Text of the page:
Not that I ever follow this rule. I’m always working late. And early.

Rahul 17 Oct 05

Now try convincing your boss that doing LESS work for him is ultimately more productive. I know I can’t.

Darrel 17 Oct 05

This is why a 6 hour day seems much more practical in our society than an 8 hour day. We’re just wasting two ours ‘keeping busy’. ;o)

pwb 17 Oct 05

This is true but hardly sad. It leaves huge opportunities for those who don’t fall into the trap.

Ian 17 Oct 05

The ultimate question is how to overcome this. Anyone have any ideas?

JF 17 Oct 05

The ultimate question is how to overcome this. Anyone have any ideas?

Less people, less money, less time, more constraints.

elstob 17 Oct 05

I’m a little confused, surely in this case we want to break the law don’t we?

Sorry to be a pedant, I just want to clear this up.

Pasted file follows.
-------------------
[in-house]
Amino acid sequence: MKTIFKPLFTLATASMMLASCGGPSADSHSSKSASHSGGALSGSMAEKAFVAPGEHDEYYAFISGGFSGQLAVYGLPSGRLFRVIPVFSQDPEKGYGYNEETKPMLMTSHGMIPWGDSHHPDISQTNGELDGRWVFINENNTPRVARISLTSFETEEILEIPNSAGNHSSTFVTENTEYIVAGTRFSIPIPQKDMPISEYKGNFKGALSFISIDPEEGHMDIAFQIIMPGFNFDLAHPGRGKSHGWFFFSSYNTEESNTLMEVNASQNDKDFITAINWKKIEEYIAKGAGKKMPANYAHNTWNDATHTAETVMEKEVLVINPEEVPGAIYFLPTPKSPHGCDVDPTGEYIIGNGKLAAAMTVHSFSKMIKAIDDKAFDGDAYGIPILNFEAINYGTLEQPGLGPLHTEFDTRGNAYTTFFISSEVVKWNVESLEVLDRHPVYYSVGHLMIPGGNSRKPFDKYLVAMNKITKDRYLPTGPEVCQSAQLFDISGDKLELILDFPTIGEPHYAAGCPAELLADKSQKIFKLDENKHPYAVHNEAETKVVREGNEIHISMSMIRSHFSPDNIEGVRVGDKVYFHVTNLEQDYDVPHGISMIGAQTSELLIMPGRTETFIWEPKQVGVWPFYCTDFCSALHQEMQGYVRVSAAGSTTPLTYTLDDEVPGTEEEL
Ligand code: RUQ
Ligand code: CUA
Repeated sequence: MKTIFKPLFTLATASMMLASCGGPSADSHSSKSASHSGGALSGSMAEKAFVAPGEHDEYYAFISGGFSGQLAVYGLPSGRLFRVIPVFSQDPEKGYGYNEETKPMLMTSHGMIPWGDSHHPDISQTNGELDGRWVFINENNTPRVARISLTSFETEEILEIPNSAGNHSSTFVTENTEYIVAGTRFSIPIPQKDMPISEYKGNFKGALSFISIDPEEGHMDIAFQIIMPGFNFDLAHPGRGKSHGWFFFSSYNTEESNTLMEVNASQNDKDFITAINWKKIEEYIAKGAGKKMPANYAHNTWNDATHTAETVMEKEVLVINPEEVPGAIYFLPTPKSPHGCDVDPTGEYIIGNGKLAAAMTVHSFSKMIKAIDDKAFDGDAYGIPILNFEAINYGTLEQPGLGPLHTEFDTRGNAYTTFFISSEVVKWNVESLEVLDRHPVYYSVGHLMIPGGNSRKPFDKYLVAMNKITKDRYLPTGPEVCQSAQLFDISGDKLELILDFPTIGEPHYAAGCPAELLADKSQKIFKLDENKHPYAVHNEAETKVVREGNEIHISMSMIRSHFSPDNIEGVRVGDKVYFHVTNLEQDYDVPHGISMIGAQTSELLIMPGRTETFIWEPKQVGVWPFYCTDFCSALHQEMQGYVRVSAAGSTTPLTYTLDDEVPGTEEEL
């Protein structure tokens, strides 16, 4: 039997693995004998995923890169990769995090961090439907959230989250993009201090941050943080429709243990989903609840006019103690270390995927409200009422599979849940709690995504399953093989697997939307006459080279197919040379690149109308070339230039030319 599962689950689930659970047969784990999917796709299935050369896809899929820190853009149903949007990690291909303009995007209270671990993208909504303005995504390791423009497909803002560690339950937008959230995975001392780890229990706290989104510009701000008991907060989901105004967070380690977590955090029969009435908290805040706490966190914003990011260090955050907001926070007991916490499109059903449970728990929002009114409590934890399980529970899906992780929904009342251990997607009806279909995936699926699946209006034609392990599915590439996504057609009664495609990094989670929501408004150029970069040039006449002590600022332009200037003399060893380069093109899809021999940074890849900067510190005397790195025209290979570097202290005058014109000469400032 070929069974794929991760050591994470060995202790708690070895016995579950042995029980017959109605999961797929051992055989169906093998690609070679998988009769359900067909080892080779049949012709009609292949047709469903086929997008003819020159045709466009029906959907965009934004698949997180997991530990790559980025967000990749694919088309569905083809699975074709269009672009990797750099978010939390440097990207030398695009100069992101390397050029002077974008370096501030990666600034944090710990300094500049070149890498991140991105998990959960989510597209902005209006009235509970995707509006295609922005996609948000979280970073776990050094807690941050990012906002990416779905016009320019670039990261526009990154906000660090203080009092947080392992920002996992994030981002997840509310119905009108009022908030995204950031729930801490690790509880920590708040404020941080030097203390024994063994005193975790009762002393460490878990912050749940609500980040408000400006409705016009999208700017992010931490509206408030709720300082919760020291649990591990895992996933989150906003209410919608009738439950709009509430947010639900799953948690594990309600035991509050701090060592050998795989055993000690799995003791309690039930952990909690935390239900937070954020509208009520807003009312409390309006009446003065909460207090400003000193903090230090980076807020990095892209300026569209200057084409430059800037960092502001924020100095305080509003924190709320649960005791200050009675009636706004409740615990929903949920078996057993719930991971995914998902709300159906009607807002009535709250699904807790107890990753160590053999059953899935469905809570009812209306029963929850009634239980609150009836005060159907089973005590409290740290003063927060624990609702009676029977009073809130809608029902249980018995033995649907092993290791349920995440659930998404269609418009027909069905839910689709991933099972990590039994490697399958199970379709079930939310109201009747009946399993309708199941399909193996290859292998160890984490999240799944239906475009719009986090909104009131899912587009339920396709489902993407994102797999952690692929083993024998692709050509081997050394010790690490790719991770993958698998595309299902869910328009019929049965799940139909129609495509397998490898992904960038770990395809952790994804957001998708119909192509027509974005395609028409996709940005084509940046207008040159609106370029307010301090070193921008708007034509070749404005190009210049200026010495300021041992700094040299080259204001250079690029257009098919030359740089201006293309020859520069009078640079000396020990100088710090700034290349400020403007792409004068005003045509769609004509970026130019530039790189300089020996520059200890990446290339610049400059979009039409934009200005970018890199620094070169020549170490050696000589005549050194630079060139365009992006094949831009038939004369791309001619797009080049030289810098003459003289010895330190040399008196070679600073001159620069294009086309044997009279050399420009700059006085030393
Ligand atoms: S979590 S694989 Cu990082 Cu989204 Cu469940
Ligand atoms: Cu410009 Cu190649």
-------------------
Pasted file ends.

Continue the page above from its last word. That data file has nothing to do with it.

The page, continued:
Don Wilson 17 Oct 05

The ultimate question is how to overcome this. Anyone have any ideas?
Set yourself a deadline and get it done. Now.

When I have school/job work that is due Monday morning, it’s surprising how fast I can get it done on a Sunday night versus the previous week. ;)

JohnO 17 Oct 05

Rahul - I’m open to that answer too…

elstob has a good point… let’s break the law

Alexandre Simard 17 Oct 05

Breaking the law, breaking the law

[/Rob Halford]

Ian 17 Oct 05

Well we already have less people and money, and the usual constraints (plenty). Let me rephrase the question:

How do I delegate tasks without using time frames?